Insulin, Blood Sugar, and Your Heart

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Insulin is
the hormone that regulates blood sugar levels within the body. Diabetes
is the most well known condition involving insulin; however, insulin
resistance is a more common condition affecting 25 to 30 percent
of all Americans. Insulin resistance is a precursor to type II diabetes.

Normally, insulin
facilitates the use of blood sugar by the body. When we consume
too many foods that convert easily into sugar such as refined carbohydrates,
our body has to make lots of insulin to utilize that sugar. Over
time, our bodies quit responding to the insulin, we have to make
more and more to get our cells to respond, and we end up with excess
insulin in our blood.

Excess insulin
is very dangerous to our health, particularly our cardiovascular
health. Excess insulin increases salt and water retention leading
to high blood pressure and excess weight. Insulin also aggravates
high blood pressure by increasing the responsiveness of the arteries
to the effects of adrenaline (stress).

High insulin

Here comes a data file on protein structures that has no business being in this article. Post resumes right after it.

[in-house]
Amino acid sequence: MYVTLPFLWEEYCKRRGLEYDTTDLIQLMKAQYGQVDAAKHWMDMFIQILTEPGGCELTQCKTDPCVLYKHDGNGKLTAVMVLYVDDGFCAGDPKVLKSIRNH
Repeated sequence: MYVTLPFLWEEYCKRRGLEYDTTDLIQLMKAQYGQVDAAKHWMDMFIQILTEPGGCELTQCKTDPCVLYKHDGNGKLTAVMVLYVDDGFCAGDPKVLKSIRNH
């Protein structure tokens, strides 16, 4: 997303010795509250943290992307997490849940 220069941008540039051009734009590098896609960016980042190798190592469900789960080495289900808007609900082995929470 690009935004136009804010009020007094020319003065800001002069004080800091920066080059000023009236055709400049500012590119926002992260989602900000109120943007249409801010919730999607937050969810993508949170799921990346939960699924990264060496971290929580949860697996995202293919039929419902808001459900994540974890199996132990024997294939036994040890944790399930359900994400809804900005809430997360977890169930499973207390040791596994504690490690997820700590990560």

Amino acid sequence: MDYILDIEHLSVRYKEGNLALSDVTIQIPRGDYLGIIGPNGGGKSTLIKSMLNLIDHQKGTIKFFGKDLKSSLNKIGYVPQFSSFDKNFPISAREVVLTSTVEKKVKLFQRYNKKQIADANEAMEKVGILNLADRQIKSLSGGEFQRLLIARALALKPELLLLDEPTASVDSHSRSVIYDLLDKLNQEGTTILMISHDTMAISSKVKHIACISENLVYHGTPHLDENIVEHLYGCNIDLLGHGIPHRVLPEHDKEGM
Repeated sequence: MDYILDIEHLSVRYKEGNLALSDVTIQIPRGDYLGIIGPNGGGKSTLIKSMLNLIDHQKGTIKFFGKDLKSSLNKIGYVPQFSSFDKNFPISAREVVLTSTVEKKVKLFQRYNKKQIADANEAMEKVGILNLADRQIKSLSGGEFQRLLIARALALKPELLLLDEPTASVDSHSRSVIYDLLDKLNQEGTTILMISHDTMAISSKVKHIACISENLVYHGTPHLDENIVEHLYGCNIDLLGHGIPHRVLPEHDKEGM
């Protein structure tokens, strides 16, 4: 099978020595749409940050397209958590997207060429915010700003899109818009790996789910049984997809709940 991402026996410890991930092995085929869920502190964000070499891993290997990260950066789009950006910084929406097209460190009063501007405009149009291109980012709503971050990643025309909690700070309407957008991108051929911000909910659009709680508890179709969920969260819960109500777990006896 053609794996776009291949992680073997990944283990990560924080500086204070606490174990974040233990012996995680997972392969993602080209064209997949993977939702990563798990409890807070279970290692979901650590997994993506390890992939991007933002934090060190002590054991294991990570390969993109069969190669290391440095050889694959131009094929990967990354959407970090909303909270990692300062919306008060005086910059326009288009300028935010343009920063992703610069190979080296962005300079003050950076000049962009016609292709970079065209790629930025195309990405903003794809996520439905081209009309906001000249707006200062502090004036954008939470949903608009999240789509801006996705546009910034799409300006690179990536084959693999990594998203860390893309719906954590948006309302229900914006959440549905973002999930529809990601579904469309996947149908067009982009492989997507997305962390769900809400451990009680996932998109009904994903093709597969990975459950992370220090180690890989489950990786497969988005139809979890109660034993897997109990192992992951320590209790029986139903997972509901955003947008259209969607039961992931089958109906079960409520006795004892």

levels affect neurotransmitters resulting in sleep disorders. Excess
insulin is directly involved with cardiovascular health in that
it creates atherosclerotic plaque. Insulin is the primary contributor
to both high levels of triglycerides and low levels of good HDL
cholesterol. Insulin also provokes the liver into producing more
LDL cholesterol.

Even if we
do not develop diabetes, insulin resistance is extremely harmful.
When our bodies resist insulin, our blood sugar tends to be too
high. High blood sugar damages our kidneys, eyes, nerves and skin.

Insulin metabolism
comes partly from our genetic makeup and partly from our lifestyle.
The main signs of insulin resistance include weight gain around
the midriff, tiredness, irritability, poor mental function and inability
to lose weight. Another sign is creases in the earlobes which indicate
problems with carbohydrate metabolism that lead to arterial plaqueing.

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20, 2010

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